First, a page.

August 3, 2023

The Twins look like a .500 team to me

The Twins snapped a five-game losing streak this week with a 3-2 win over the St. Louis Cardinals, and then they reverted to form by losing 7-3 Wednesday, once again showing that this team is only good enough to sustain the most modest of winning streaks. In this case, one game.

And before the Twins could even think about scoring some runs on Wednesday, the game was over because starter Joe Ryan, who suddenly finds himself in a serious funk, served up four blasts to give the Cardinals a 7-0 lead. The Twins scored three runs on four hits, with all of those runs coming on a Matt Wallner home run to straight away center field at Busch Stadium in St. Louis.

On June 22, Ryan was brilliant, shutting out the Boston Red Sox on three hits. After that win, he improved his record to 8-4 with a 2.98 ERA. But since then Ryan is 1-4 and his earned run average has ballooned to 4.43. The long ball is taking its toll because after Wednesday’s loss, Ryan set a new team record for home runs allowed over a seven-game period at 17, according to MLB.com.

“You know you’re going to have bad ones,” Ryan told MLB.com. “You never really expect it to go on this long.”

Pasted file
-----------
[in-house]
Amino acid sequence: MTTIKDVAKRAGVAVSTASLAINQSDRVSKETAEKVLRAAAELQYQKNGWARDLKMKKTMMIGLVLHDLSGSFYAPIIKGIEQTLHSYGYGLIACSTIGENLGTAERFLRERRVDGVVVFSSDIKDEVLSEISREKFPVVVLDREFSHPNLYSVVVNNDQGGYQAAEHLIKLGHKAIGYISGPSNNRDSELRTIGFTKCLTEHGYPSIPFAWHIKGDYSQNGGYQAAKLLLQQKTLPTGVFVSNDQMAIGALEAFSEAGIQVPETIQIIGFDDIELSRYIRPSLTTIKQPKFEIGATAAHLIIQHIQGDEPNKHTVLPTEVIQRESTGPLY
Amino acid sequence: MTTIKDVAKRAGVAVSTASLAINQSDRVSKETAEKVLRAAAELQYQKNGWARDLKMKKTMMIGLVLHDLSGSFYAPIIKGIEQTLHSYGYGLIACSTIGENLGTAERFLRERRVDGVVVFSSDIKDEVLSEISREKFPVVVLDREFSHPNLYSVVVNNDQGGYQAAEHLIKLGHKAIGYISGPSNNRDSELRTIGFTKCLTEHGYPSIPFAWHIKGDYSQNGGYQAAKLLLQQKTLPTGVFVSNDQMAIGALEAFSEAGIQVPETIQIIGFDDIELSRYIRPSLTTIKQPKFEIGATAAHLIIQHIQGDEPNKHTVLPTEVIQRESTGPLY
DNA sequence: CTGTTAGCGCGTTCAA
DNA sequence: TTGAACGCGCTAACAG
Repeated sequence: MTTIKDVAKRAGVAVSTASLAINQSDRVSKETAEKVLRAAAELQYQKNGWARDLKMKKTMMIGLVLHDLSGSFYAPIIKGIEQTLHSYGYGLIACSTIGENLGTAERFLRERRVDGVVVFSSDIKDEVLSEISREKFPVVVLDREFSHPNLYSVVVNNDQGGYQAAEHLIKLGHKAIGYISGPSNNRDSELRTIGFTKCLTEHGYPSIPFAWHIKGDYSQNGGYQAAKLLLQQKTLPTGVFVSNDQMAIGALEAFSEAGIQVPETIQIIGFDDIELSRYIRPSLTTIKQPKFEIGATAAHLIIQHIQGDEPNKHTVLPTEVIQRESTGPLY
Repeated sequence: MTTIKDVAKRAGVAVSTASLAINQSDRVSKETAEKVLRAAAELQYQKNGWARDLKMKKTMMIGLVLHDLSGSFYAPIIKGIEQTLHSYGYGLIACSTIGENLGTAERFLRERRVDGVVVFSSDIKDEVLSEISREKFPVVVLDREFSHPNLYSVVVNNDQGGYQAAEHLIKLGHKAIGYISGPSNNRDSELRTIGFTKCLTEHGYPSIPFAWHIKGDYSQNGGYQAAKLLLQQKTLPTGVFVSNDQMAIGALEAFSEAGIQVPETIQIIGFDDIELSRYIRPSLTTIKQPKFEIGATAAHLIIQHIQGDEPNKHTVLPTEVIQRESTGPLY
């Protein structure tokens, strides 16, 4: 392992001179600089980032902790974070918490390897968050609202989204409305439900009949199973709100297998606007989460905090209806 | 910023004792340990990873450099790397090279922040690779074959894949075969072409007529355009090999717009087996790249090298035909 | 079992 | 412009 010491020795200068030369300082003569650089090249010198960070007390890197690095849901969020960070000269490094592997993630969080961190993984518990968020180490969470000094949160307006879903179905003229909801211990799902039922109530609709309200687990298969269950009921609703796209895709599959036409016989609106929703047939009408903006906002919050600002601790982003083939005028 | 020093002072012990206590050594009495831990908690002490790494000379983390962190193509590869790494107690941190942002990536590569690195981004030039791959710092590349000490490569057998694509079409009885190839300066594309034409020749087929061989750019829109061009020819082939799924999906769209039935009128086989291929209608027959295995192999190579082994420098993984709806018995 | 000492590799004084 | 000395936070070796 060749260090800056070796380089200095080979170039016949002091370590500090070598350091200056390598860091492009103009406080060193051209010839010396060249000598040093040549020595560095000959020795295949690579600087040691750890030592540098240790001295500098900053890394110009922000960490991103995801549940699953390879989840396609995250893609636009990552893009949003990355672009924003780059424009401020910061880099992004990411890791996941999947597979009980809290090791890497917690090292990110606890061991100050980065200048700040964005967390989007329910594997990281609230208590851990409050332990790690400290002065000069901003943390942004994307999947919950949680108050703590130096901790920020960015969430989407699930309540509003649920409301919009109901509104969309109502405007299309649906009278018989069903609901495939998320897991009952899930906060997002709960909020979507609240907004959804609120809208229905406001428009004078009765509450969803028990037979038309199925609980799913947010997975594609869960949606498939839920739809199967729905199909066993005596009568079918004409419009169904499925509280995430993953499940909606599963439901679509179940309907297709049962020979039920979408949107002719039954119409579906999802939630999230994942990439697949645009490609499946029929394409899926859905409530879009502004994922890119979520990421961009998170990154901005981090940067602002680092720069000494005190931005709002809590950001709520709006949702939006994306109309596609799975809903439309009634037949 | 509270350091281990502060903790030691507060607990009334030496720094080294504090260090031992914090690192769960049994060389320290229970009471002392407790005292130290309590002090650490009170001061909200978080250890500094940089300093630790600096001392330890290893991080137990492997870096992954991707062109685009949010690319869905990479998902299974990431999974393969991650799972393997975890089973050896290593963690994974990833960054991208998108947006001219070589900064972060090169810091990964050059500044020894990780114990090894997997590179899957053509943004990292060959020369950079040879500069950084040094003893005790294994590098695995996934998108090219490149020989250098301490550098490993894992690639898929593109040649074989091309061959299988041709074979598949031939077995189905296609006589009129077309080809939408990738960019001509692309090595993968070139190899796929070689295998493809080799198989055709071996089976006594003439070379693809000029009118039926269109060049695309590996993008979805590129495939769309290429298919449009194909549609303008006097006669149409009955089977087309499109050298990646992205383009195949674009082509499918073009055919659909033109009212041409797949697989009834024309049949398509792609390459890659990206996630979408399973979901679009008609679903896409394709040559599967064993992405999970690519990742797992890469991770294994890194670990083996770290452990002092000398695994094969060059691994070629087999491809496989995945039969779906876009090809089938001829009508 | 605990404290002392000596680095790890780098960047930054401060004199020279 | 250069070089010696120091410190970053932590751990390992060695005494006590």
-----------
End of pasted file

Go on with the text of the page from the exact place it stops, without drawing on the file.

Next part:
Sonny Gray gets the ball Thursday.

Extra innings …

-The Twins are again only a game above .500 at 55-54 and yet they still lead the Cleveland Guardians by two games in the terrible AL Central. Only the Twins have a winning record in the division. Given the state of the Central, maybe the Twins can win it all with a .500 record, which will be seriously strange if we are cheering them on in late September, as if they were running away with the division, but no better than 81-81. I guess it’s possible.

-After Ryan stepped aside, Josh Winder and Caleb Thielbar pitched four innings of scoreless relief with six strikeouts. Twenty-four of Winder’s 36 pitches landed for strikes.

-And then there was this …

COMMENTS

Hi, I’m Rolf Boone, Twins fan.

I became a fan of the Minnesota Twins after a friendly wager in the early 1980s. I survived Ron Davis, the meltdown in Cleveland, Phil Bradley at the Kingdome and then marveled at a rising generation of stars and two World Series wins in 1987 and 1991. Brad Radke made the 1990s bearable, while Kirby Puckett’s eye injury, exit from the game and eventual death made it almost too much to bear. The new century ushered in more talent — Joe Mauer, Johan Santana, Joe Nathan, Torii Hunter, Justin Morneau — and consecutive seasons of playoff baseball, followed by consecutive seasons of losing baseball. A winning season returned in 2015. So here we are. Go Twins.